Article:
a. He founded the science of paleontology—the study of fossils—and suggested that a single fossil bone was all he needed to deduce the entire anatomy of an animal.

b. To explain the fossil record, Cuvier proposed that a whole series of catastrophes (extinctions) and repopulations from other regions had occurred.

c. Cuvier was also a staunch advocate of special creation and fixity of species; this presented him with a problem when geological evidence of a particular region showed a succession of life forms in the Earth’s strata.

d. Catastrophism is the term applied to Cuvier’s explanation of fossil history: the belief that catastrophic extinctions occurred, after which repopulation of surviving species occurred, giving an appearance of change through time.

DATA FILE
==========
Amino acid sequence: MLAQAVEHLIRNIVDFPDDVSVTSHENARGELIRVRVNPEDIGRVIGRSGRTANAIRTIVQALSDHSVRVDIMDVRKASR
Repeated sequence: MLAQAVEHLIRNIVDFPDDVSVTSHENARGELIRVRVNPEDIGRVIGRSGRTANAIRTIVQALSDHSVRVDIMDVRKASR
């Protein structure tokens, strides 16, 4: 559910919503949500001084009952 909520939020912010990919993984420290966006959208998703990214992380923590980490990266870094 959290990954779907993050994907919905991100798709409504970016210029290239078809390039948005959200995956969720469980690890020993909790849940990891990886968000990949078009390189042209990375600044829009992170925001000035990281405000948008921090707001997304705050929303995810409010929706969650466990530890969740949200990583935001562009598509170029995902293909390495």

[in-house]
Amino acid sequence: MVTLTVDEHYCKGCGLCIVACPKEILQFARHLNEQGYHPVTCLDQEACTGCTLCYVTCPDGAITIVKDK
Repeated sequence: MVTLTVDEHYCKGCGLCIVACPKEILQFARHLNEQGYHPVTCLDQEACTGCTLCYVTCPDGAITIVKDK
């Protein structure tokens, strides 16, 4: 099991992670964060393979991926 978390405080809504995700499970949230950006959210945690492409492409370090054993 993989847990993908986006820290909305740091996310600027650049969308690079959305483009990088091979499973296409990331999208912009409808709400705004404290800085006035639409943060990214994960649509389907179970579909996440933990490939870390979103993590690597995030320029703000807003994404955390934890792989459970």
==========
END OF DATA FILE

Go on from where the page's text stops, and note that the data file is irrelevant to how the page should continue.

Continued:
2. Jean-Baptiste de Lamarck (1744–1829) was the first to state that descent with modification occurs and that organisms become adapted to their environments.

a. Lamarck, an invertebrate zoologist, held ideas at odds with Cuvier’s.

b. Lamarck mistakenly saw “a desire for perfection” as inherent in all living things.

c. Inheritance of acquired characteristics was Lamarck’s belief that organisms become adapted to their environment during their lifetime and pass these adaptations to their offspring.

d. Experiments fail to uphold Lamarck’s inheritance of acquired characteristics; the molecular mechanism of inheritance shows phenotypic changes do not result in genetic changes that can be passed on to the next generation.

3. James Hutton (1726-1797) concluded that extreme geological changes can be accounted for by slow, natural processes.